As a Certified Sexual Addictions Therapist (CSAT), I meet with adult men (this disorder is also present in women) who have been living in chaos and are emotionally numb and out of touch with reality. There is a disconnection that separates them from themselves, and they consequently cannot connect in healthy attachments to others, whether those are their spouses, friends, or children. When we begin our treatment, I frequently hear questions similar to “Will I always live this way?” and “Is there any hope for change?” As I listen to these often-repeated questions, I also hear each of them asking, “Can I be helped?” and “What is the way forward?” Equally importantly, I hear them asking, “Will you accept me?” When they meet with me, or with other therapists who are trained in treating sexual addiction, we answer those questions by stating that there is hope, that change is possible, that they can be helped, and that they are accepted.
What Doesn’t Help in Treating Sex Addiction
Allow me to highlight a few actions that don’t work for men and women who are seeking to end the cycle of shame and numbing caused by sexual addiction. It is valuable to know what doesn’t work in order to manage expectations and hopefully point towards what is invaluable in sex addiction treatment. Here is what not to do.
Don’t neglect to take the time to get to know where the resources are that you need. When you don’t have assistance from someone, you are likely to live in the isolation that is destroying you. A therapist who is trained in sexual addictions can walk with you and discuss what resources are available and how you can access them.
Don’t be in a rush, for patience is required. Recovery takes time. You can experience change and healing one hour, one day, and one week at a time. Living into the future takes you out of the present.
Starting Your Journey Out of Sexual Addiction
Here are some actions that you can engage in that will help you as you journey from the devastation of sexual addiction into healthy thinking and acting. Please read on to discover how you can be empowered as a sex addict or the partner of a sex addict.
Firstly, find a Certified Sexual Addictions Therapist who can assist you in determining whether what you are experiencing is addictive or compulsive. Such therapists have training, experience, and assessment tools that are designed to help.
Secondly, find a support group that is specifically for sexual addictions. These can be 12-step groups such as SA, SAA, or SLAA, as well as other church-based support groups such as Pure Desire (and others).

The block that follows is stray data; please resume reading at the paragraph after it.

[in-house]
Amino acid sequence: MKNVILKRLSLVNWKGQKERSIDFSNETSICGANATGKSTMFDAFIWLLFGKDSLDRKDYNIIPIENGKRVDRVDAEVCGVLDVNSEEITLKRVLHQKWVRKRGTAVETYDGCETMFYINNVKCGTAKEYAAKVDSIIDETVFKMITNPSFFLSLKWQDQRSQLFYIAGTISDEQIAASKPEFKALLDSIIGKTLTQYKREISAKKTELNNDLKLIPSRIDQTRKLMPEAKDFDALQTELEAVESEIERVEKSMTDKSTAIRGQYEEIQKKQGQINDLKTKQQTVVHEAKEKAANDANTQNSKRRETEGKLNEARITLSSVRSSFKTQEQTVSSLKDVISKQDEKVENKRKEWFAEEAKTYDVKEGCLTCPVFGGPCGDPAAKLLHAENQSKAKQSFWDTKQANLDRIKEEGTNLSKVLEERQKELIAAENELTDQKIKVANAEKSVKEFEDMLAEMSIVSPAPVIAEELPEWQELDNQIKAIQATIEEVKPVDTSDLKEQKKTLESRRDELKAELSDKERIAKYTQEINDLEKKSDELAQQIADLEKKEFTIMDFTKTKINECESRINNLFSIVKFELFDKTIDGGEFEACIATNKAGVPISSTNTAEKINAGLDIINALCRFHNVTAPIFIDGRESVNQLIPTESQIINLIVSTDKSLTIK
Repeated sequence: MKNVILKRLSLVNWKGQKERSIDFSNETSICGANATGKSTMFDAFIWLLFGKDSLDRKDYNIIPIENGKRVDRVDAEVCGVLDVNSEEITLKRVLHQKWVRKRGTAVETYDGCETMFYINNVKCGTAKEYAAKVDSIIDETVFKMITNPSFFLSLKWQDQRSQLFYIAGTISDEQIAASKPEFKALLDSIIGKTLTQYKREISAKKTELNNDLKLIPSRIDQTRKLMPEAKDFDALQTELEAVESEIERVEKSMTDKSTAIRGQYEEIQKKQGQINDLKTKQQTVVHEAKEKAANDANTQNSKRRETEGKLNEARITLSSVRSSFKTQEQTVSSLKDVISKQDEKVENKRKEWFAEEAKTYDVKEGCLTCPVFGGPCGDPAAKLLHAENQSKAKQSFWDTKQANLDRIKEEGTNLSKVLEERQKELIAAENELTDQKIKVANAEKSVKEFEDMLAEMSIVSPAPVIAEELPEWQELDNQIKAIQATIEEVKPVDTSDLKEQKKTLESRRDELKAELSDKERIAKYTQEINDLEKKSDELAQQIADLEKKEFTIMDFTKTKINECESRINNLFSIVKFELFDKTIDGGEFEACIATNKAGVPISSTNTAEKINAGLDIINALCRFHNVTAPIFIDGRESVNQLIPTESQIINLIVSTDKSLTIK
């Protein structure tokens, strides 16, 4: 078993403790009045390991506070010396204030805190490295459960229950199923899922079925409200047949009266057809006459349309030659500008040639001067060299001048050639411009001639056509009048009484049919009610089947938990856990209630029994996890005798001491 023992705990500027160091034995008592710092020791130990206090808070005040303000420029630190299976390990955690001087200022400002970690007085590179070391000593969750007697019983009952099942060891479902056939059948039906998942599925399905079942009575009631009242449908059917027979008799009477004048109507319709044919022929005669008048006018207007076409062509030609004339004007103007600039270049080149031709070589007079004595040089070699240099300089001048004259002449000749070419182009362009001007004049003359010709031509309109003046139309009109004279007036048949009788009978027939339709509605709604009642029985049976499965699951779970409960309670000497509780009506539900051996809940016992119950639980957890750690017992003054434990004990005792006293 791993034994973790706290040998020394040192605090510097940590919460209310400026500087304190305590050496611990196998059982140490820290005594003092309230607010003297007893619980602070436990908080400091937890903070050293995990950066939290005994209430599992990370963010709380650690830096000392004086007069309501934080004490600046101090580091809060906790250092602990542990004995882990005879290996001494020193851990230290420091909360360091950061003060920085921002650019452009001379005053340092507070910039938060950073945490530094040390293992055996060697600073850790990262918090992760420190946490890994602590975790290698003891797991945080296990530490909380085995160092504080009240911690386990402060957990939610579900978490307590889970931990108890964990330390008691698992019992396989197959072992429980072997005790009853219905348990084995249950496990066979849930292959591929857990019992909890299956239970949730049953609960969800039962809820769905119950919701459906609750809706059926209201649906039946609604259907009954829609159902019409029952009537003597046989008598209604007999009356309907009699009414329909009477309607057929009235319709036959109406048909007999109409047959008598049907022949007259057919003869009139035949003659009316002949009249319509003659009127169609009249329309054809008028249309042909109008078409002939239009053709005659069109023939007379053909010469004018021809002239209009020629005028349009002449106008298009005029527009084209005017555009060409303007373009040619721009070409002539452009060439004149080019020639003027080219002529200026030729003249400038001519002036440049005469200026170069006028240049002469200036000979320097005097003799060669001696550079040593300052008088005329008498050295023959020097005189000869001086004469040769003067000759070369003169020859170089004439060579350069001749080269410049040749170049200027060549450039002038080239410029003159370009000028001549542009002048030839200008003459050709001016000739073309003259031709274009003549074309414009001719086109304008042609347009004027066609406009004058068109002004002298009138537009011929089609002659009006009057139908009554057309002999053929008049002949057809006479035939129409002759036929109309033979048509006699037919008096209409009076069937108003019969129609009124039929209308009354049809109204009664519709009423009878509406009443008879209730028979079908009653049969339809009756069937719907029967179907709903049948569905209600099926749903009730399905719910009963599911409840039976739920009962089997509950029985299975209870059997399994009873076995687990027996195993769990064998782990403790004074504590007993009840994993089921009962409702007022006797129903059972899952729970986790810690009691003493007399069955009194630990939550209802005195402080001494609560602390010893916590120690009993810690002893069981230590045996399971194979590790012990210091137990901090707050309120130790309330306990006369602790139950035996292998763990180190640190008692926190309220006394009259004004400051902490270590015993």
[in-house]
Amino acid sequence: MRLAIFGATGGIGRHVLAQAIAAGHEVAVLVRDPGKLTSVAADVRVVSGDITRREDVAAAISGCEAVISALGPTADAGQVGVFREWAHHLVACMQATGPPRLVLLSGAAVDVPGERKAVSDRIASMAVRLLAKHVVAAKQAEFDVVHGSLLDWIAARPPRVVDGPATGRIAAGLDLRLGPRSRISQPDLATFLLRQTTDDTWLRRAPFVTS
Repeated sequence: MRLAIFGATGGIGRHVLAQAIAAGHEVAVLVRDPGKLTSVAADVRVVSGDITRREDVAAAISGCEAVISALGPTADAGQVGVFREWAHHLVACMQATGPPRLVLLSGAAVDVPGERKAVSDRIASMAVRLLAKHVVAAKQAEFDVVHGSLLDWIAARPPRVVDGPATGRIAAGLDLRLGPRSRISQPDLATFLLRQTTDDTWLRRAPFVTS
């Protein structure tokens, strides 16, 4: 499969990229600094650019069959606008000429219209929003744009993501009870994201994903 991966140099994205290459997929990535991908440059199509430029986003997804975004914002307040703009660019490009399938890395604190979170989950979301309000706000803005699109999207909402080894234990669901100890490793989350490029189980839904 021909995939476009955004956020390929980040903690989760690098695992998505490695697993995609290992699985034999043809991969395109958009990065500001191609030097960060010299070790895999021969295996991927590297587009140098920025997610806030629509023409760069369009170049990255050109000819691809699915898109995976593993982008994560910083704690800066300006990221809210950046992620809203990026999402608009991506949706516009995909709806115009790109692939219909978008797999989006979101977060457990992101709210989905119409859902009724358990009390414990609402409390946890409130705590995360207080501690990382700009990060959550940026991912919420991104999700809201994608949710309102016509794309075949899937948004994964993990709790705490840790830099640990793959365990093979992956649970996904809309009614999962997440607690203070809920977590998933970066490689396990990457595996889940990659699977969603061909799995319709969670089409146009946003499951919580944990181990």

Thirdly, you need to personally commit to a journey into and through recovery, one day at a time. The more you live in the present, the healthier you can be.
Breaking through the Web of Lies
Ultimately, anyone who has been facing the uphill battle of sexual addiction, and has been losing, can be helped and can see significant, life-giving changes in their relationships with themselves and with others. One of the most significant struggles of this disorder is an inability to face yourself and the truth. Telling half-truths, omitting information, telling white lies, and just regular deception are hallmarks of this compulsive disorder. In the treatment focus, it is common to engage in support for weeks or months before you begin to see the amazing web of lies that prevents you from intimate relationships. And it takes even longer for healing to take hold. The more honest you can be with your therapist and your group, the more you can face the shame and disrupt the cycle that has been keeping you from having a connection to yourself, to others in your life, and to God.
As a Christian counselor in Spokane, I have learned that it is helpful to be part of a therapy group led by a therapist trained in sexual addictions. This is a group in which you can be held accountable for your work and progress in personal therapy. When you are able to be open to a spiritual journey, and offer gentleness to yourself in the process, as well as ongoing accountability, you have a recipe for success and healing. Finding out what works and giving yourself enough time to change are key components of your healing journey.
DISCLAIMER: THIS ARTICLE DOES NOT PROVIDE MEDICAL ADVICE
The information, including but not limited to, text, graphics, images and other material contained on this article are for informational purposes only. No material on this site is intended to be a substitute for professional medical advice, diagnosis or treatment. Please contact one of our counselors for further information.